League differences between US and Europe

Discussion in 'Adult League & Tournament Talk' started by cneblett, Sep 16, 2010.

  1. cneblett

    cneblett Rookie

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    I have seen several times mention that tennis ratings are done differently in Europe than in the US. I was wondering if they have the same type of tennis leagues and if not how they are done. I have read here about how you get rating points for who you play and how you do in Europe versus the US ratings level. So would the leagues be based on level grouping or something different? Sorry, this is just a curiousity question and my search did not show anything.

    Thanks,
     
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  2. AlexDK09

    AlexDK09 Guest

    In The Netherlands we have different ratings than in the US. For adults 8.0 is the lowest and 1.0 the highest (#1 in NED has 0.9 or something close to that).

    US NED
    3.0 8
    3.5 7
    etc.

    These ratings are different for Double and Single.
    If you lose from a lower rating than you lose points and if you win from someone with a higher rating than you gain points.

    In other European countries these ratings are different.
    Conversion Chart
     
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  3. tennisdad65

    tennisdad65 Hall of Fame

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    I prefer the ITN 1-10 scale. 8-10 levels is enough. No need for the 13 NTRP levels.

    Also, in the swedish system, 3.0 and lower is not deemed rating worthy?
     
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  4. AlexDK09

    AlexDK09 Guest

    It's indeed easier to just have one international rating, than you can at least compare it without having to look at a conversion chart every time.
     
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  5. polski

    polski Semi-Pro

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    Shoot, in America we have people arguing that one state has different levels of players playing at different ratings. I can't imagine how goofy it would get if the USTA would actually try to adopt an international rating policy.

    I still say, just eliminate the .5 ratings & go 1 thru 7 in the US & make them all relevant:

    1 - 2.5 & below
    2 - 3.0 & low 3.5
    3 - avg to high 3.5
    4 - 4.0
    5 - 4.5, low 5.0
    6 - club pros / D2, D3 college
    7 - former tour players, DI college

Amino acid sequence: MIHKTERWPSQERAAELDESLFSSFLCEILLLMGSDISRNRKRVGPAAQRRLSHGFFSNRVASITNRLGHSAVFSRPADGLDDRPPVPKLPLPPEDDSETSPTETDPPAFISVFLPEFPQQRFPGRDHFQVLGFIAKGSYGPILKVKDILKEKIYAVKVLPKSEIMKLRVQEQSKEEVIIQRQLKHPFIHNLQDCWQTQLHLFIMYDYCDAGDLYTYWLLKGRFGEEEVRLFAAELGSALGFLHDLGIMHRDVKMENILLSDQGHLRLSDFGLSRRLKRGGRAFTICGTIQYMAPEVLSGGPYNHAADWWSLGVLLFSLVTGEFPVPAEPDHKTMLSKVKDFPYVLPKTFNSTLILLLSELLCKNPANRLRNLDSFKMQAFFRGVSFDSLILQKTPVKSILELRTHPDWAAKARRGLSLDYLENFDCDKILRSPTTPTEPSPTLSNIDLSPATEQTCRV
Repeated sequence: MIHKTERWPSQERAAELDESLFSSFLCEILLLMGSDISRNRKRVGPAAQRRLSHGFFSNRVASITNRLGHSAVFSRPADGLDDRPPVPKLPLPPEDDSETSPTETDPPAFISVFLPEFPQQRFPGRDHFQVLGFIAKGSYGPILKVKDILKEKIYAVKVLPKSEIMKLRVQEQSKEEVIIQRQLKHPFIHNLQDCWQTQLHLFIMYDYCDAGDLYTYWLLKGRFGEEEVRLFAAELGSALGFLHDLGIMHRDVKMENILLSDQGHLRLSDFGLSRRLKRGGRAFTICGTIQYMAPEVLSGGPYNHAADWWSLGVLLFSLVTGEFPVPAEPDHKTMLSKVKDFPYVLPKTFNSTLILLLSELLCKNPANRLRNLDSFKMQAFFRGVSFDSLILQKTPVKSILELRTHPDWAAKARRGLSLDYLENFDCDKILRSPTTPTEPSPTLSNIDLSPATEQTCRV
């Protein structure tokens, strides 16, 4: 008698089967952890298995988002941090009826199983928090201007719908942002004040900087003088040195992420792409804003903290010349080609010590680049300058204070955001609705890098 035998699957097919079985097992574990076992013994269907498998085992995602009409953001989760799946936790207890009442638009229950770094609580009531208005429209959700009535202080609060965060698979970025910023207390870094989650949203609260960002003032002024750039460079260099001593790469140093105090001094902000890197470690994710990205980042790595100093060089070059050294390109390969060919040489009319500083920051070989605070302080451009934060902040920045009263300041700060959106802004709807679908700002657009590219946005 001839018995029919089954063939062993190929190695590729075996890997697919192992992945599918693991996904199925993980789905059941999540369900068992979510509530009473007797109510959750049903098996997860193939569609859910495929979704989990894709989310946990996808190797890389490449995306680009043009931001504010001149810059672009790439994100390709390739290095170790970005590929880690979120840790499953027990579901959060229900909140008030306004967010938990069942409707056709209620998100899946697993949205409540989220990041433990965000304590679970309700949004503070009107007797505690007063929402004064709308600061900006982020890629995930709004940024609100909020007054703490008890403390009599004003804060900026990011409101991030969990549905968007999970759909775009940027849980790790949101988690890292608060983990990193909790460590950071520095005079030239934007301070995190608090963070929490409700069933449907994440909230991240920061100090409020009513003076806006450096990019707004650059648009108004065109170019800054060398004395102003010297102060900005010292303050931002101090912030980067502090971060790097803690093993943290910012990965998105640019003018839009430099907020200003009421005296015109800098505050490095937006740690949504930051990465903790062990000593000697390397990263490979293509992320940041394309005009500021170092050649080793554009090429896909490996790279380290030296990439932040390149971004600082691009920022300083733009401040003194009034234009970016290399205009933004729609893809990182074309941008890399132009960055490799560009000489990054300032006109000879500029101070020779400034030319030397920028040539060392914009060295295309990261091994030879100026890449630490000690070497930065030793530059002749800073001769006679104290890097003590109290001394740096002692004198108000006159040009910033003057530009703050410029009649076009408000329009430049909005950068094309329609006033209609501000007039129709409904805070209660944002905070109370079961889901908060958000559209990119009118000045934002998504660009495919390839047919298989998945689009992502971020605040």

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  6. tennismonkey

    tennismonkey Semi-Pro

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    i know for a fact that a 3.5 in yugoslavia is a heck of a lot better than a 3.5 in zaire. you better believe that an international rating system will be just as flawed.
     
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  7. AlexDK09

    AlexDK09 Guest

    So one international rating isn't going to work.
     
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  8. 007

    007 Professional

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    It's all relative. Like the terrain ratings @ ski areas. A double black diamond @ Jackson Hole not akin to a double black diamond @ Steamboat. A double diamond @ JH is extremely difficult (ie: fall and you slide). At Steamboat, not som much (the mountain is much less steep/rugged/potentially dangerous)
     
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  9. aphex

    aphex Banned

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    i don't think so, since Yugoslavia doesn't exist...
     
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  10. tennismonkey

    tennismonkey Semi-Pro

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    ... and neither does zaire ....
     
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  11. aphex

    aphex Banned

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    haha..right...facepalm on me..
     
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  12. Dags

    Dags Professional

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    This is an interesting topic and deserves more detail about league play rather than being restricted to ratings.

    In the UK (and in my experience)...